Disk I/O is overloaded on a PostgreSQL server

It’s a couple weeks that Zabbix shows occasionally the message “Disk I/O is overloaded on db” on a PostgreSQL database server.  It showed the message for from a range of a few minutes to a few hours and then it vanished.

The other day, I checked all that VM’s graphs on Zabbix and then logged in to the VM to check its health status manually. Everything seemed OK. I checked PostgreSQL logs and it was OK too at the first sight.

As this problem didn’t have any impact on performance or business revenue and I had more important things to do, I didn’t spend a lot of time on that. Today, I made enough time to investigate it more.

As, this VM is dedicated to a Postgresql server and it does not server anything else and all items of operating system seemed OK, I went directly to PostgreSQL service! First of all, I realized, logging slow queries are not enable on this PostgreSQL server. So, I un-commented line containing log_min_duration_statement and gave it a value of 30,000. Note that that number is in milliseconds, so, PostgreSQL will log any query with a run time of more than 30 seconds.

Thanks to postgres, it didn’t need any restart and a reload was enough to sense recently enabled configuration. So I executed systemctl reload postgresql and tailed postgresql logs with tail -f /var/log/postgresql/postgresql-9.6-main.log command. I spent a few minutes there, but there was nothing to indicate what is wrong with it. I poured a cup of coffee, did a flow task and returned again to see if postgres logged anything related to the problem. I saw this:

2018-01-17 08:26:11.337 +0330 [19994] USER@DB_NAME ERROR:  integer out of range
2018-01-17 08:26:11.337 +0330 [19994] USER@DB_NAME STATEMENT:  INSERT INTO user_comments (delivery_id,services,timestamp) VALUES (2376584071,'{255}',NOW())


I figured out the problem. Once a customer tries to leave a comment, we will face the problem. We don’t need change type of delivery_id this time since we do not use it anymore in that way. I asked Abraham to completely remove the code related to user comments.

Hint: This database is a massive database with the size of ~660GB. A few months ago we have a serious problem on this DB server. We couldn’t insert any row on main table of this DB and after investigation, we found out that id column of that table was defined as integer and we met its limitations of about 2.1 billion. This DB’s tables are quite old and its original architect didn’t predict such a day!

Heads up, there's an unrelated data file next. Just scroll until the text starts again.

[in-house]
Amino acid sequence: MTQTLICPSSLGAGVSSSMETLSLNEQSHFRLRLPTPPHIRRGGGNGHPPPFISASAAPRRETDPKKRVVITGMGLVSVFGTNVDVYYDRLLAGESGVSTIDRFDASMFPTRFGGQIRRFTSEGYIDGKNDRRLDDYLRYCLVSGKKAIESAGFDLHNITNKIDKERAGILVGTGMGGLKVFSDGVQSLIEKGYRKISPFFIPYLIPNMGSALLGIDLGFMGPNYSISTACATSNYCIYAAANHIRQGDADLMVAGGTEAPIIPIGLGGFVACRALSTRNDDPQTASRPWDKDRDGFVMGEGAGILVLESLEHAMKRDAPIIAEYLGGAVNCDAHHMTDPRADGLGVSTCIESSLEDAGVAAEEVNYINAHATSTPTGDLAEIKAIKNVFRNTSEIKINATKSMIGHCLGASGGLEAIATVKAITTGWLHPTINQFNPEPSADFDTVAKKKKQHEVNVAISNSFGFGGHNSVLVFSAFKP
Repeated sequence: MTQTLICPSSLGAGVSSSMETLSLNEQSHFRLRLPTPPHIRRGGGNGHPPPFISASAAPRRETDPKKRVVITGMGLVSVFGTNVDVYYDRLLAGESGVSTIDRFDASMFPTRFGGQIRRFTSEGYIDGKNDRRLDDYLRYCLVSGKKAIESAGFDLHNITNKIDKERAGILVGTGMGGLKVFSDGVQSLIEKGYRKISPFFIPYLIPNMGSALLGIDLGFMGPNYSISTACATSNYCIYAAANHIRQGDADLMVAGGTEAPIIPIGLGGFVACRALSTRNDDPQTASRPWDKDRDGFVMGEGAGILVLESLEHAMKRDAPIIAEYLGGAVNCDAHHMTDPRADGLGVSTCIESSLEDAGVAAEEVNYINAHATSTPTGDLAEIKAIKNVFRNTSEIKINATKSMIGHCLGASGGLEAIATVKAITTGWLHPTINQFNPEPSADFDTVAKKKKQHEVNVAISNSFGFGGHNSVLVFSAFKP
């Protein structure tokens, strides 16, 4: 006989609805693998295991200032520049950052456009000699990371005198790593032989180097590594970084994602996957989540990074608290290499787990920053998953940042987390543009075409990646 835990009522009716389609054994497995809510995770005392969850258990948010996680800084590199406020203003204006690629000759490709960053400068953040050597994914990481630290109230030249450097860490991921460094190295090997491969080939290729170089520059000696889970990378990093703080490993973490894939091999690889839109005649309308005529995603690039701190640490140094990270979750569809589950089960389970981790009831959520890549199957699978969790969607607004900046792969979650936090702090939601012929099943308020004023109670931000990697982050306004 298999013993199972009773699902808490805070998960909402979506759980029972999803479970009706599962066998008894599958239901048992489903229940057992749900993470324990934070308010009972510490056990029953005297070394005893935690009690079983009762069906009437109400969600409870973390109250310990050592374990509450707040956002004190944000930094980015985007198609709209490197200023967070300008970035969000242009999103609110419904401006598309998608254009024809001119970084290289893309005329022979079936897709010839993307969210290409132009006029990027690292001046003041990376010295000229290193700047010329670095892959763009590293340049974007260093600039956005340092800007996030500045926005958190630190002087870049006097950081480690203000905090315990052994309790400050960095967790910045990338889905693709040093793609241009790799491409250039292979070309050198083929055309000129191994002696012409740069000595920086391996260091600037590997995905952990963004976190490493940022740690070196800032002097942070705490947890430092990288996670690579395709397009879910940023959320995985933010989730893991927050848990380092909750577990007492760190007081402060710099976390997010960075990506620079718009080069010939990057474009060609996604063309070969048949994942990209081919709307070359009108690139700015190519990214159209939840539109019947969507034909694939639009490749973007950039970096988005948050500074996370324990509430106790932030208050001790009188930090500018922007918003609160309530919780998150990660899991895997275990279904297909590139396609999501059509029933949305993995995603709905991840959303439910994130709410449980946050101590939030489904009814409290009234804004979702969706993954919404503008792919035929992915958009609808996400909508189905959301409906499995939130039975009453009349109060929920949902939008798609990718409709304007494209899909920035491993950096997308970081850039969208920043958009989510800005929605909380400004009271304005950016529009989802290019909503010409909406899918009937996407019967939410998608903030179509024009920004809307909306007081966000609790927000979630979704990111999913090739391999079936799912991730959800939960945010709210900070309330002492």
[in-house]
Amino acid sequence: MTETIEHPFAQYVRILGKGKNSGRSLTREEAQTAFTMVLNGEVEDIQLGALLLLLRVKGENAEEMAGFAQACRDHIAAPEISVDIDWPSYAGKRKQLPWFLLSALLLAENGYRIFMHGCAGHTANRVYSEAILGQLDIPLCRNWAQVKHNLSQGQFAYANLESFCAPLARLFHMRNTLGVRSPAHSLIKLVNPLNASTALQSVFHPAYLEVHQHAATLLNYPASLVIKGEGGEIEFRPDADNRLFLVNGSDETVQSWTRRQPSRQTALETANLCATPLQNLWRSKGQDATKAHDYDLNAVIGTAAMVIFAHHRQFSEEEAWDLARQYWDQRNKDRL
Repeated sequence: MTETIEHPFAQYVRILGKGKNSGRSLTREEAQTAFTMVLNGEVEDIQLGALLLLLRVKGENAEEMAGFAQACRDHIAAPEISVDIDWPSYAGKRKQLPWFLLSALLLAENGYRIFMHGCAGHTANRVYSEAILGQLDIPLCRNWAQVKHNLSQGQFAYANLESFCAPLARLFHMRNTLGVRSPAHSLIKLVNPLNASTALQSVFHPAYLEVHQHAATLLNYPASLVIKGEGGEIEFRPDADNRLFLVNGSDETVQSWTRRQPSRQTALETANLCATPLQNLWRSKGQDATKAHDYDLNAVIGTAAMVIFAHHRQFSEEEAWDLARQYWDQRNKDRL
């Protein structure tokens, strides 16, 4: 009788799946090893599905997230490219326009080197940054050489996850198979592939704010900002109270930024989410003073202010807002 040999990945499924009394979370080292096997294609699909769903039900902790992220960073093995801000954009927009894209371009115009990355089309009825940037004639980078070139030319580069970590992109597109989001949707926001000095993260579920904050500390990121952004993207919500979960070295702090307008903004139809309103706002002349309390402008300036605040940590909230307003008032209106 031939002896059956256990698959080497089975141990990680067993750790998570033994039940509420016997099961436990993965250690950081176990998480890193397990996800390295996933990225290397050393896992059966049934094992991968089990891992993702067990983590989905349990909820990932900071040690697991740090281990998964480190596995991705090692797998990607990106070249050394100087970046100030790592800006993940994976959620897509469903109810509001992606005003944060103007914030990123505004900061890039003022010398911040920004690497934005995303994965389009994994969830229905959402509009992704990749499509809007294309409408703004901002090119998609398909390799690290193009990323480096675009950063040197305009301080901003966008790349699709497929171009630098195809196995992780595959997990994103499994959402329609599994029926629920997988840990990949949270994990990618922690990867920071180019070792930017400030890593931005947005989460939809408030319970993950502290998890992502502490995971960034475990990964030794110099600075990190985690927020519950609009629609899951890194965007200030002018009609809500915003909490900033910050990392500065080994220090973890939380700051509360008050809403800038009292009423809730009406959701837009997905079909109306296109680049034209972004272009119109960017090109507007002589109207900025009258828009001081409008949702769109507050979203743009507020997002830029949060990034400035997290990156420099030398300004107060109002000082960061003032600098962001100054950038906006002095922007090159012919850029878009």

We changed type of id column from integers to big integers with a lot of hassle and a few hours of unwanted down time.


Name Storage Size Description Range
smallint 2 bytes small-range integer -32768 to +32767
integer 4 bytes typical choice for integer -2147483648 to +2147483647
bigint 8 bytes large-range integer -9223372036854775808 to +9223372036854775807
decimal variable user-specified precision, exact up to 131072 digits before the decimal point; up to 16383 digits after the decimal point
numeric variable user-specified precision, exact up to 131072 digits before the decimal point; up to 16383 digits after the decimal point
real 4 bytes variable-precision, inexact 6 decimal digits precision
double precision 8 bytes variable-precision, inexact 15 decimal digits precision
smallserial 2 bytes small autoincrementing integer 1 to 32767
serial 4 bytes autoincrementing integer 1 to 2147483647
bigserial 8 bytes large autoincrementing integer 1 to 9223372036854775807

Above table shows range of numeric types in PostgreSQL 9.6 borrowed from here.